Have you ever, ever, ever seen anything like it? I was super, duper confused about this room until I read in the listing details that the home has an exercise room. I guess this is it.! The room is attached to a 3/4 bath, which is attached to a two-room imported Finnish sauna.

Let's get a close-up of that wallpaper, shall we? Gah! It's black and white on three walls and silver Mylar on the back wall.

Now, confession time. Of course the red carpet would have to go. And the tub, unless there is some way to move it or work around it? But, I would totally, totally, totally keep that graphic vintage black and white zodiac wallpaper if at all possible. I'm envisioning my office/guest room. And look, Emily Henderson from HGTV's Secrets of a Stylist works with a graphic black and white wallpaper here:

Photo by Mark Champion, from Emily's blog. Click the link for a lot more cool pictures and close-ups of the wallpaper. Dream headboard, too.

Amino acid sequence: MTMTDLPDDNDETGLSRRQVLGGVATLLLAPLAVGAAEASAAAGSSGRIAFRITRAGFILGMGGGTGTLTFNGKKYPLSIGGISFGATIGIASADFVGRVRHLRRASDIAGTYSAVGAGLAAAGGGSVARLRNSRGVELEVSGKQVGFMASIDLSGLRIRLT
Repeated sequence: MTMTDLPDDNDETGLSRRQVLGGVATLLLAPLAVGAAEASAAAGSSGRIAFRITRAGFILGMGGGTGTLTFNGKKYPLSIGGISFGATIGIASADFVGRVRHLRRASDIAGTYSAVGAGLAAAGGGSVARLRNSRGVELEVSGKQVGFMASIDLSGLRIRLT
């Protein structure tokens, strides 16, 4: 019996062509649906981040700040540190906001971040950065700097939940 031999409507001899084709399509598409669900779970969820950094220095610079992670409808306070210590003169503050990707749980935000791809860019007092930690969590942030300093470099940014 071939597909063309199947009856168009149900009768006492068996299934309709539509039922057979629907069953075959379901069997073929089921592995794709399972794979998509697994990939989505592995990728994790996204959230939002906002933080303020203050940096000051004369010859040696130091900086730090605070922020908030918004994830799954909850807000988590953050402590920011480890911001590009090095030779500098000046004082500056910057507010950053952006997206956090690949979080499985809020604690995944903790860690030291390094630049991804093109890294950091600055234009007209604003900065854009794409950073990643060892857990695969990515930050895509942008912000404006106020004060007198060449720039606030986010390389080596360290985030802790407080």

Sooooo, tell me, what do you think? Do you want to see more pictures of the handsome but all-wrong-for me older man (er, HOUSE) I'm infatuated with? Believe me, there is more craziness!

How can I manage to say Farewell To "Can't Buy This House"...because I really want to buy it. I actually could swing the purchase, I think, with some negotiating and financial finagling. But then I wouldn't have a single dollar in my monthly budget for renovating. It's actually in clean, pristine condition. It's completely livable, but you'd just feel like you had gone back in a time machine.

Hmmm. It's that old real estate-buying question. Do you stretch or do you stay conservative? What are your experiences with stretching? Was it worth it? We stayed extremely conservative with our condo purchase, which worked out well for us since we had to rent it out shortly after our purchase. But now we are definitely outgrowing it. If we had stretched instead, we probably wouldn't be looking to move right now. If we stay conservative AGAIN, we will probably have to move again in a few years. We've moved something like 13 times in the past seven years. Boy, am I sick of moving! Time for me to settle down and a heart-shaped bathtub!